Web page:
Today, the Wilderness System comprises over 109 million acres (441,000 km²) involving federal lands administered by four agencies:

The National Wilderness Preservation System:
Area Administered by each Federal Agency (September 2014)[6]
Agency Wilderness area Agency land
designated wilderness
National Park Service 43,932,843 acres (17,778,991 ha) 56%
U.S. Forest Service 36,165,620 acres (14,635,710 ha) 18%
U.S. Fish and Wildlife Service 20,702,488 acres (8,378,000 ha) 22%
Bureau of Land Management 8,710,087 acres (3,524,847 ha) 2%
Total 109,511,038 acres (44,317,545 ha) 100%

Future legislationEdit

Congress considers additional proposals every year, some recommended by federal agencies and many proposed by grassroots conservation and sportsmen's organizations.[7]

Congressional bills are pending to designate new wilderness areas in Utah, Colorado, Washington, California, Virginia, Idaho, West Virginia, Montana and New Hampshire. Grassroots coalitions are working with local congressional delegations on legislative proposals for additional wilderness areas, including Vermont, southern Arizona, national grasslands in South Dakota, Rocky Mountain peaks of Montana, Colorado and Wyoming. The U.S. Forest Service has recommended new wilderness designations, which citizen groups may propose to expand.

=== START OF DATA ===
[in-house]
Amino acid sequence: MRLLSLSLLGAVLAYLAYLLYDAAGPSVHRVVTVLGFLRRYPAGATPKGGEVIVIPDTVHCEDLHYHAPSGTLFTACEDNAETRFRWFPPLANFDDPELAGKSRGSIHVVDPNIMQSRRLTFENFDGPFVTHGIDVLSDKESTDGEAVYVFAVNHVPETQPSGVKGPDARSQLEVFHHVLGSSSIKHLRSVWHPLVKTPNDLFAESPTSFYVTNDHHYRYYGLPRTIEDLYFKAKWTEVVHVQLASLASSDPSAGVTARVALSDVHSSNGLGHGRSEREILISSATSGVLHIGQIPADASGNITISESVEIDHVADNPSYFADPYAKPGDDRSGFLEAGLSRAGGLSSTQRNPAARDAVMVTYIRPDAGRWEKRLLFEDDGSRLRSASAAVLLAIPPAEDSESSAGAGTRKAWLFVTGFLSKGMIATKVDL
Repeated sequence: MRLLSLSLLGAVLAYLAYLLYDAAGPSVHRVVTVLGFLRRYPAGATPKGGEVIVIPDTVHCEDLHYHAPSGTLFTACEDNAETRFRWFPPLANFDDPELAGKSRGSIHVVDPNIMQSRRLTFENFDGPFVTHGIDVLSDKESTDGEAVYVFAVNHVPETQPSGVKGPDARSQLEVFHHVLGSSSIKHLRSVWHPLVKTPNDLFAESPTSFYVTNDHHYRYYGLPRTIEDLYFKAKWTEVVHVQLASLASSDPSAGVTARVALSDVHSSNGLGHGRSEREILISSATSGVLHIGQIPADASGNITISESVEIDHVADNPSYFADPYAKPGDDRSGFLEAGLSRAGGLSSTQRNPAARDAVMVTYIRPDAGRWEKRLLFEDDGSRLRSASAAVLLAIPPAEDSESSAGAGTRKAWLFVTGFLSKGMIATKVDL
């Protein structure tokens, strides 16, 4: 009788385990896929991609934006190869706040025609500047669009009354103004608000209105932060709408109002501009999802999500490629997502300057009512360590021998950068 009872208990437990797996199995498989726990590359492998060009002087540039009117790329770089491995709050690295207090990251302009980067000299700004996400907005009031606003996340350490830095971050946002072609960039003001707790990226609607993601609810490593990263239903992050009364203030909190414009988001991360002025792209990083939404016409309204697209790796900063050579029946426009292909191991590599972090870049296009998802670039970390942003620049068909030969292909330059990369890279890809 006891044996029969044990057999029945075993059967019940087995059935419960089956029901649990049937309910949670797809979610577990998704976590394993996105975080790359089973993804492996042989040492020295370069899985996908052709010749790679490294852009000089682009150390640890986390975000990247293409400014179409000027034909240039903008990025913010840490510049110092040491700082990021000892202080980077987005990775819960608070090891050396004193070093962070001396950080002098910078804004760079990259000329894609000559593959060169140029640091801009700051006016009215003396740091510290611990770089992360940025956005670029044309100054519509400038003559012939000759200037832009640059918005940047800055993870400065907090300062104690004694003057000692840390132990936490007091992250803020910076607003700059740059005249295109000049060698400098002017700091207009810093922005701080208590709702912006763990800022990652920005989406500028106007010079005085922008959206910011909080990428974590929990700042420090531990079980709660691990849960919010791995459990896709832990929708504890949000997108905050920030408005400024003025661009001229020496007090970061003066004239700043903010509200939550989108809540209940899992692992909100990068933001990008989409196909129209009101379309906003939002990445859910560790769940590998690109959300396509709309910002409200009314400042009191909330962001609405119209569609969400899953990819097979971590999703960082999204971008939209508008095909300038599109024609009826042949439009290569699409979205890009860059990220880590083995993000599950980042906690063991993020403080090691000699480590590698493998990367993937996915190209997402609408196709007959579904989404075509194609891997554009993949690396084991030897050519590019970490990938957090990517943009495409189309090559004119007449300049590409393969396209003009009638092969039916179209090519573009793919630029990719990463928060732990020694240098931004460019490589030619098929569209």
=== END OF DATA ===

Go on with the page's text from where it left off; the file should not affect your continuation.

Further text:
50th anniversary of Wilderness ActEdit

In 2014, America celebrated "50 Years of Wilderness", and Wilderness50, a growing coalition of federal agencies, non-profit organizations, academic institutions, and other wilderness user groups has been created to document this historical commemoration honoring America's "True American Legacy of Wilderness."[8]

A series of projects and events were held to commemorate the 50th year of the Wilderness Act, including community museum, airport and visitor center displays; National website and social media campaign; Smithsonian photography exhibition; Washington D.C. Wilderness Week in September, and the National Wilderness Conference.

See alsoEdit



  1. ^ "Complete Text of the Wilderness Act".
  2. ^ Durrant, Jeffrey, Struggle Over Utah's San Rafael Swell: Wilderness, National Conservation Areas, and National Monuments, Tucson: University of Arizona Press, 2007. Print.
  3. ^ "Conducting Wilderness Characteristics Inventory on BLM Lands," 15 March 2012 [1]